A waiter at a reopened restaurant explains how dining works in a pandemic.
Doctors and nurses are your neighbors and friends
Health care professionals need you to see our humanity – thereby protecting your own
If Canada opens up its border with the USA with what is going on there we are fucked Our Canadian government needs to get its act together and start acting independently of the USA to protect Canadians from Covid-19
Bonnie Henry warns businesses against COVID testing
False positives could overburden hospitals, health officer warns
Read this and weep!
Only a Newly ‘Vigilant Society’ Can Stop the Next Pandemic
Dumb and Dumber: Johnson and Trump vied for who could most dither, scapegoat, politicize science, and squander their nation’s medical expertise, a new book charges. Photo: The White House.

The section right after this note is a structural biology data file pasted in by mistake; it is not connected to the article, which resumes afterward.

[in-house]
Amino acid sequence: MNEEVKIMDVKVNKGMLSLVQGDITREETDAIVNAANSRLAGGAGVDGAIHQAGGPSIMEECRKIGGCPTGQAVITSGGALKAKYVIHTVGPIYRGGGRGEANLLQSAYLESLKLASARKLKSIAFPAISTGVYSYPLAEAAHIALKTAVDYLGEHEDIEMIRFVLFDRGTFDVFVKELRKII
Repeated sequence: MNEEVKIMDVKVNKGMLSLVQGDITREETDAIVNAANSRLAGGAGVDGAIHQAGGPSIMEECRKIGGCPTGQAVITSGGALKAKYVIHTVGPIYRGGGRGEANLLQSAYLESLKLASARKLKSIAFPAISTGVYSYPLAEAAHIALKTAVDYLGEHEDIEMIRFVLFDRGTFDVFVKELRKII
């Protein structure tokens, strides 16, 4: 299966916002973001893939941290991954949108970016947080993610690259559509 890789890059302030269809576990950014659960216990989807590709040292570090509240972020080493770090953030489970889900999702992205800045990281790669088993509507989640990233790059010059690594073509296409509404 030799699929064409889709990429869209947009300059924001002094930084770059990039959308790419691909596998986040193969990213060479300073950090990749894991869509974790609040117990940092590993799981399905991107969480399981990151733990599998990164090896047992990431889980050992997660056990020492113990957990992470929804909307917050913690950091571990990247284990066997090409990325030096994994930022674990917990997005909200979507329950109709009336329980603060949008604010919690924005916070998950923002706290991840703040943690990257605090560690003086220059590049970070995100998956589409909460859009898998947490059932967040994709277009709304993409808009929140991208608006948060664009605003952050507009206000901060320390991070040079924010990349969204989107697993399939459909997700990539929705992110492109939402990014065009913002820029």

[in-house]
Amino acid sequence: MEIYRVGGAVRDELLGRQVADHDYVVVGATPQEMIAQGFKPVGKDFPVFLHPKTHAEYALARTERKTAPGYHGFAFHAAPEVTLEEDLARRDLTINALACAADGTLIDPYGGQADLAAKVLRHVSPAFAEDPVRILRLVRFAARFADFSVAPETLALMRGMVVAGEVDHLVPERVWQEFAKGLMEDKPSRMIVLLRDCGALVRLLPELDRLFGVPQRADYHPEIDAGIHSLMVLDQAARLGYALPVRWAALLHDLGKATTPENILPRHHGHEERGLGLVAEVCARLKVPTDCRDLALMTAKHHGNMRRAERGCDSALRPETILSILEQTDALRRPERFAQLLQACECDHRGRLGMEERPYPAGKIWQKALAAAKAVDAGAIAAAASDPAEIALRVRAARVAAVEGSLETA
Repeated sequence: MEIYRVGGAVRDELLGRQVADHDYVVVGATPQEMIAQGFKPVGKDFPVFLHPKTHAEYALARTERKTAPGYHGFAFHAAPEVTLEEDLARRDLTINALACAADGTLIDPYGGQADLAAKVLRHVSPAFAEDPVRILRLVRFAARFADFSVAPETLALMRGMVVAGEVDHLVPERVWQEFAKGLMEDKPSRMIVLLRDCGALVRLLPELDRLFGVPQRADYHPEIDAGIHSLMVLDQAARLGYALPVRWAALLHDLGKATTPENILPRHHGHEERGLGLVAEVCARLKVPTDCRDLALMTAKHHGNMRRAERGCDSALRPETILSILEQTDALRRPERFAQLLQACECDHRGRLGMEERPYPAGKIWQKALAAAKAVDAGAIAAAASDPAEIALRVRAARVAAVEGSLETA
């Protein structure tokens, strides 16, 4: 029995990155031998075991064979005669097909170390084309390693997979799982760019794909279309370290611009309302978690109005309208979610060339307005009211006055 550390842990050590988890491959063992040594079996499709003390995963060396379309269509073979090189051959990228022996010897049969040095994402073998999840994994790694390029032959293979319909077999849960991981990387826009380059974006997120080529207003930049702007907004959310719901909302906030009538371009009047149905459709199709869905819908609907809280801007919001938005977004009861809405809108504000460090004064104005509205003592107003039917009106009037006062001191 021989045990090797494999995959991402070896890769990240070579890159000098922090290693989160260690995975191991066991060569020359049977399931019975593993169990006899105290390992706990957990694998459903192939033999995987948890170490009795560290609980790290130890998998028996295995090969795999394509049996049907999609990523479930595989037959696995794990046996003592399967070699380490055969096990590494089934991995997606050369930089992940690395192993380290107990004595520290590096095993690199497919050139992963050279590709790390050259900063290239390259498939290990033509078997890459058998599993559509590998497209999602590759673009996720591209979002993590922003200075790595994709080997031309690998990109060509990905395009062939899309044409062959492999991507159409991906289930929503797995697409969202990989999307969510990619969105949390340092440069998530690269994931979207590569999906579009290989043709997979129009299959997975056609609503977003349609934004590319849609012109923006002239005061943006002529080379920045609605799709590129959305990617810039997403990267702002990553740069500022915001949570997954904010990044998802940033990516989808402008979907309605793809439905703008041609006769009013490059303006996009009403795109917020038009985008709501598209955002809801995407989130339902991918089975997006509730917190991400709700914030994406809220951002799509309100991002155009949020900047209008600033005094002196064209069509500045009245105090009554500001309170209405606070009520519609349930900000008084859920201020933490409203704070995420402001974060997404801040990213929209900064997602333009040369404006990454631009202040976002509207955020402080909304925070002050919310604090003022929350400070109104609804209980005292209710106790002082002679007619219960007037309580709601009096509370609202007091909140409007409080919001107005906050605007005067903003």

The COVID-19 Catastrophe: What’s Gone Wrong and How to Stop It Happening Again
By Richard Horton
Feeling a bit under the weather, you go to your doctor. He knows your medical history, he checks your symptoms, he comes up with a diagnosis, and then he chews you out for behaving precisely as you’re not supposed to, thereby making yourself sick. What’s worse, you’re now a menace to the health of everyone around you. If you don’t shape up, you’ll ship out — in a body bag.
That’s the structure of this short, angry, and powerful book, written while the author was in lockdown in the U.K. Richard Horton is a doctor, but for a quarter-century he has been editor-in-chief of The Lancet, flagship of a fleet of important medical journals. As such, he has monitored global health through outbreaks of Ebola, SARS, MERS, cholera, H1N1 influenza, Zika, and the steady, deadly background noise of malaria, measles, and other diseases.